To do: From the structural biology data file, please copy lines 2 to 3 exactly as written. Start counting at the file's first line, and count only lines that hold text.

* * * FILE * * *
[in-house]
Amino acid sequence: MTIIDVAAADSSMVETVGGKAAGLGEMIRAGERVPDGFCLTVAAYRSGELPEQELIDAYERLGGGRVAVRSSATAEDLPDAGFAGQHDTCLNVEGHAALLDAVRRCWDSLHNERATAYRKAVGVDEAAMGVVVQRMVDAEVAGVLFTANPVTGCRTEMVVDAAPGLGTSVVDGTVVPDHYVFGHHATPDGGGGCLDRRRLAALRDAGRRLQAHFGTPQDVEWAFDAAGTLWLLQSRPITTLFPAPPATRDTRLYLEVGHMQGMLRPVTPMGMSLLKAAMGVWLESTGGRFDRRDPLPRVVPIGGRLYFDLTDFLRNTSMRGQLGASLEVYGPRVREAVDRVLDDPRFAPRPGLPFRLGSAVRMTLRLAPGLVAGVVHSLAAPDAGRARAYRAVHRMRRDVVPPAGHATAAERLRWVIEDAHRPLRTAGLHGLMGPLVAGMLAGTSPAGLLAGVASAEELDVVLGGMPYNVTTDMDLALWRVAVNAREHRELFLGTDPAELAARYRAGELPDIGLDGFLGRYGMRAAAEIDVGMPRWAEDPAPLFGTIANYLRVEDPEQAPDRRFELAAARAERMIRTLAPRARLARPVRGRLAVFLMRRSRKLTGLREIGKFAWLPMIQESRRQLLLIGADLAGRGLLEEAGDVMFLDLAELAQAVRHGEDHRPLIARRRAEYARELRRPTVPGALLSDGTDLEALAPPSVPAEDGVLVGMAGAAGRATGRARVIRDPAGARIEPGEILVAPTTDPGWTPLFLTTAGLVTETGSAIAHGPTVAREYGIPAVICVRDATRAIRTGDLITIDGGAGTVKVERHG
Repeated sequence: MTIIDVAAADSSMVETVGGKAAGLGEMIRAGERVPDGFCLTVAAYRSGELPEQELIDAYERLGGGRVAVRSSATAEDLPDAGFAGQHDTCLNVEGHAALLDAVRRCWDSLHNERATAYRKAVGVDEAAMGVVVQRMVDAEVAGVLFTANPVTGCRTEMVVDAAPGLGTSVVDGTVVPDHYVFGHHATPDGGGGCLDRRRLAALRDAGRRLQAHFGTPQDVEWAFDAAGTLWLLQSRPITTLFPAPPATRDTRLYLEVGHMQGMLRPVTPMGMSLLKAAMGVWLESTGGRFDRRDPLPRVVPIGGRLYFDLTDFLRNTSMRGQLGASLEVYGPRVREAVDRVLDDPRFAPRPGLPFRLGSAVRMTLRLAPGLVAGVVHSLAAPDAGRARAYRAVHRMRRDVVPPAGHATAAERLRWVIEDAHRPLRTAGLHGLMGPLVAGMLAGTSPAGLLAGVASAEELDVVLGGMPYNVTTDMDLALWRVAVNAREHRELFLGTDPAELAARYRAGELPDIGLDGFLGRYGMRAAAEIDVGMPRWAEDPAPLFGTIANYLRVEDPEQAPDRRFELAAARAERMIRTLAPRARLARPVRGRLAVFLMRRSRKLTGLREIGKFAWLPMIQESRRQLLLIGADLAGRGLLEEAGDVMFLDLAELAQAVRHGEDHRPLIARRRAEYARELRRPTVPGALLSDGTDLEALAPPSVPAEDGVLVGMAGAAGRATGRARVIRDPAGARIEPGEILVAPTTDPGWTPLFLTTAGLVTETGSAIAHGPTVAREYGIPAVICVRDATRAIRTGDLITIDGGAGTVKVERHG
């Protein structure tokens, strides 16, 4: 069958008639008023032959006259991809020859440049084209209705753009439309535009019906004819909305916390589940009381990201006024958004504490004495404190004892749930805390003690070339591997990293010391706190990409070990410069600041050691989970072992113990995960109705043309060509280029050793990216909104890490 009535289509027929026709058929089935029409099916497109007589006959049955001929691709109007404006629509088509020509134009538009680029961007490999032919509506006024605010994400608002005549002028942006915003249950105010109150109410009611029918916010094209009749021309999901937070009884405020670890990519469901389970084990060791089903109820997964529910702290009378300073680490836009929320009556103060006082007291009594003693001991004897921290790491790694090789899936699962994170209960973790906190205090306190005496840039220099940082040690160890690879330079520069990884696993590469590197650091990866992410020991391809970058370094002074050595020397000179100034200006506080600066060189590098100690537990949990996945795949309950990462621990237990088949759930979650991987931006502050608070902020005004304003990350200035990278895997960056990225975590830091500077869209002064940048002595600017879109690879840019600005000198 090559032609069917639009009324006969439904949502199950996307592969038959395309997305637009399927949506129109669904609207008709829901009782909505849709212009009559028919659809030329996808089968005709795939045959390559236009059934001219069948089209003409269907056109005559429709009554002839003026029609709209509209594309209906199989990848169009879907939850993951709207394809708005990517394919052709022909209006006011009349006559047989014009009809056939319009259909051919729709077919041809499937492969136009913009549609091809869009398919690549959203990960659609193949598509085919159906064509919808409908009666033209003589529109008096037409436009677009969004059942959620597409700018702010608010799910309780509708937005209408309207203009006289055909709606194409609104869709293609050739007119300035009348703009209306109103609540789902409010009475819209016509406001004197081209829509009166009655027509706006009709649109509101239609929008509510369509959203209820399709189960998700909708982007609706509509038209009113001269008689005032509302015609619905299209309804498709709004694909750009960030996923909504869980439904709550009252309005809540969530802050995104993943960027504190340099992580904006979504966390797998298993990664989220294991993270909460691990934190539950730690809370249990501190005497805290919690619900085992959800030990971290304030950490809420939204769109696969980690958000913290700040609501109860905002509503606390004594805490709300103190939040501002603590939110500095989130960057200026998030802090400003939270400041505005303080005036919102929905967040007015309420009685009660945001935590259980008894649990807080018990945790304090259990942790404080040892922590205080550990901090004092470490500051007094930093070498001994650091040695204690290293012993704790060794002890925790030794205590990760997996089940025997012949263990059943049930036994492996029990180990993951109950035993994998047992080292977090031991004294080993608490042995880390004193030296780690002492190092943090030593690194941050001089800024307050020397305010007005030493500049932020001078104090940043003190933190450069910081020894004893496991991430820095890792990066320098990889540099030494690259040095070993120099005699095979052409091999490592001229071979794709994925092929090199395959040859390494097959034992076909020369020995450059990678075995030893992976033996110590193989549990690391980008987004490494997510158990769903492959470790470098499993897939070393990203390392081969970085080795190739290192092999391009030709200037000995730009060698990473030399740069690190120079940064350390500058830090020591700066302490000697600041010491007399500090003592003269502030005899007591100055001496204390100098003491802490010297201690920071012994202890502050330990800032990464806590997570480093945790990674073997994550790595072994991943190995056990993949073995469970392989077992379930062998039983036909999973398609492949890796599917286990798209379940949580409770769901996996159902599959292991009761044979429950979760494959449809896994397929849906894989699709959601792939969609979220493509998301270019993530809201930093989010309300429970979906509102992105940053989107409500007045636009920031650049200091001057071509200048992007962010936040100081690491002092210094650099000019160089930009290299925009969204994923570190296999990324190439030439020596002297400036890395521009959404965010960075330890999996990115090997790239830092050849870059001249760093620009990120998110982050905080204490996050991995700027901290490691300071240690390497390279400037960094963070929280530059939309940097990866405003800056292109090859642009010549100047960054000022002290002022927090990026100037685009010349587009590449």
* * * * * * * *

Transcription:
Amino acid sequence: MTIIDVAAADSSMVETVGGKAAGLGEMIRAGERVPDGFCLTVAAYRSGELPEQELIDAYERLGGGRVAVRSSATAEDLPDAGFAGQHDTCLNVEGHAALLDAVRRCWDSLHNERATAYRKAVGVDEAAMGVVVQRMVDAEVAGVLFTANPVTGCRTEMVVDAAPGLGTSVVDGTVVPDHYVFGHHATPDGGGGCLDRRRLAALRDAGRRLQAHFGTPQDVEWAFDAAGTLWLLQSRPITTLFPAPPATRDTRLYLEVGHMQGMLRPVTPMGMSLLKAAMGVWLESTGGRFDRRDPLPRVVPIGGRLYFDLTDFLRNTSMRGQLGASLEVYGPRVREAVDRVLDDPRFAPRPGLPFRLGSAVRMTLRLAPGLVAGVVHSLAAPDAGRARAYRAVHRMRRDVVPPAGHATAAERLRWVIEDAHRPLRTAGLHGLMGPLVAGMLAGTSPAGLLAGVASAEELDVVLGGMPYNVTTDMDLALWRVAVNAREHRELFLGTDPAELAARYRAGELPDIGLDGFLGRYGMRAAAEIDVGMPRWAEDPAPLFGTIANYLRVEDPEQAPDRRFELAAARAERMIRTLAPRARLARPVRGRLAVFLMRRSRKLTGLREIGKFAWLPMIQESRRQLLLIGADLAGRGLLEEAGDVMFLDLAELAQAVRHGEDHRPLIARRRAEYARELRRPTVPGALLSDGTDLEALAPPSVPAEDGVLVGMAGAAGRATGRARVIRDPAGARIEPGEILVAPTTDPGWTPLFLTTAGLVTETGSAIAHGPTVAREYGIPAVICVRDATRAIRTGDLITIDGGAGTVKVERHG
Repeated sequence: MTIIDVAAADSSMVETVGGKAAGLGEMIRAGERVPDGFCLTVAAYRSGELPEQELIDAYERLGGGRVAVRSSATAEDLPDAGFAGQHDTCLNVEGHAALLDAVRRCWDSLHNERATAYRKAVGVDEAAMGVVVQRMVDAEVAGVLFTANPVTGCRTEMVVDAAPGLGTSVVDGTVVPDHYVFGHHATPDGGGGCLDRRRLAALRDAGRRLQAHFGTPQDVEWAFDAAGTLWLLQSRPITTLFPAPPATRDTRLYLEVGHMQGMLRPVTPMGMSLLKAAMGVWLESTGGRFDRRDPLPRVVPIGGRLYFDLTDFLRNTSMRGQLGASLEVYGPRVREAVDRVLDDPRFAPRPGLPFRLGSAVRMTLRLAPGLVAGVVHSLAAPDAGRARAYRAVHRMRRDVVPPAGHATAAERLRWVIEDAHRPLRTAGLHGLMGPLVAGMLAGTSPAGLLAGVASAEELDVVLGGMPYNVTTDMDLALWRVAVNAREHRELFLGTDPAELAARYRAGELPDIGLDGFLGRYGMRAAAEIDVGMPRWAEDPAPLFGTIANYLRVEDPEQAPDRRFELAAARAERMIRTLAPRARLARPVRGRLAVFLMRRSRKLTGLREIGKFAWLPMIQESRRQLLLIGADLAGRGLLEEAGDVMFLDLAELAQAVRHGEDHRPLIARRRAEYARELRRPTVPGALLSDGTDLEALAPPSVPAEDGVLVGMAGAAGRATGRARVIRDPAGARIEPGEILVAPTTDPGWTPLFLTTAGLVTETGSAIAHGPTVAREYGIPAVICVRDATRAIRTGDLITIDGGAGTVKVERHG